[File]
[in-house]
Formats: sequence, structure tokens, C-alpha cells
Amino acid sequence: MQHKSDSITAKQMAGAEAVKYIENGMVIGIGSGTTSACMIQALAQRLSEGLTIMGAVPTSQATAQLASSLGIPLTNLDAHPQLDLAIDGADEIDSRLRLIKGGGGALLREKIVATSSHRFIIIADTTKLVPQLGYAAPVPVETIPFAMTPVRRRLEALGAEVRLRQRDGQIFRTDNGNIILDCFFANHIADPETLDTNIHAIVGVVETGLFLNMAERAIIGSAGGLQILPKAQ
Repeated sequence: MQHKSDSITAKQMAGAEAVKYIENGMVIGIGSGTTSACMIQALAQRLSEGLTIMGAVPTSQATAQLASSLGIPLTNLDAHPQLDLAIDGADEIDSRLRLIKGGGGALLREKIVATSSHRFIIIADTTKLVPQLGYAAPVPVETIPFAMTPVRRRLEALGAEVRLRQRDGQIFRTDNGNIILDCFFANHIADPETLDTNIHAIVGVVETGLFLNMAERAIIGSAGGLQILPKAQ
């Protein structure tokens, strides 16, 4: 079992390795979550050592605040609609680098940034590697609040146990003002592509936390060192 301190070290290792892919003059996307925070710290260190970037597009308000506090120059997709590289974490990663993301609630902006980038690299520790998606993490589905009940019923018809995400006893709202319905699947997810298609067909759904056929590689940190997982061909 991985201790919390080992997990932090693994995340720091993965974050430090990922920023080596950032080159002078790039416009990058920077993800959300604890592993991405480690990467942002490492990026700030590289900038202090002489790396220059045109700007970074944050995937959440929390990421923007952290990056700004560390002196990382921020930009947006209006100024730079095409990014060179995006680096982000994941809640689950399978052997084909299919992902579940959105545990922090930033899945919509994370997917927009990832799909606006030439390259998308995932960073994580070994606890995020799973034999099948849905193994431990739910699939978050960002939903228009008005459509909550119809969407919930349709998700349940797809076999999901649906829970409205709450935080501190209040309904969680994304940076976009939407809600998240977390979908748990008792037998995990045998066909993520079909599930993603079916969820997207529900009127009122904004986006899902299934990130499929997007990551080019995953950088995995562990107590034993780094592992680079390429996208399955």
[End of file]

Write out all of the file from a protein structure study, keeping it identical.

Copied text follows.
[in-house]
Formats: sequence, structure tokens, C-alpha cells
Amino acid sequence: MQHKSDSITAKQMAGAEAVKYIENGMVIGIGSGTTSACMIQALAQRLSEGLTIMGAVPTSQATAQLASSLGIPLTNLDAHPQLDLAIDGADEIDSRLRLIKGGGGALLREKIVATSSHRFIIIADTTKLVPQLGYAAPVPVETIPFAMTPVRRRLEALGAEVRLRQRDGQIFRTDNGNIILDCFFANHIADPETLDTNIHAIVGVVETGLFLNMAERAIIGSAGGLQILPKAQ
Repeated sequence: MQHKSDSITAKQMAGAEAVKYIENGMVIGIGSGTTSACMIQALAQRLSEGLTIMGAVPTSQATAQLASSLGIPLTNLDAHPQLDLAIDGADEIDSRLRLIKGGGGALLREKIVATSSHRFIIIADTTKLVPQLGYAAPVPVETIPFAMTPVRRRLEALGAEVRLRQRDGQIFRTDNGNIILDCFFANHIADPETLDTNIHAIVGVVETGLFLNMAERAIIGSAGGLQILPKAQ
């Protein structure tokens, strides 16, 4: 079992390795979550050592605040609609680098940034590697609040146990003002592509936390060192 301190070290290792892919003059996307925070710290260190970037597009308000506090120059997709590289974490990663993301609630902006980038690299520790998606993490589905009940019923018809995400006893709202319905699947997810298609067909759904056929590689940190997982061909 991985201790919390080992997990932090693994995340720091993965974050430090990922920023080596950032080159002078790039416009990058920077993800959300604890592993991405480690990467942002490492990026700030590289900038202090002489790396220059045109700007970074944050995937959440929390990421923007952290990056700004560390002196990382921020930009947006209006100024730079095409990014060179995006680096982000994941809640689950399978052997084909299919992902579940959105545990922090930033899945919509994370997917927009990832799909606006030439390259998308995932960073994580070994606890995020799973034999099948849905193994431990739910699939978050960002939903228009008005459509909550119809969407919930349709998700349940797809076999999901649906829970409205709450935080501190209040309904969680994304940076976009939407809600998240977390979908748990008792037998995990045998066909993520079909599930993603079916969820997207529900009127009122904004986006899902299934990130499929997007990551080019995953950088995995562990107590034993780094592992680079390429996208399955």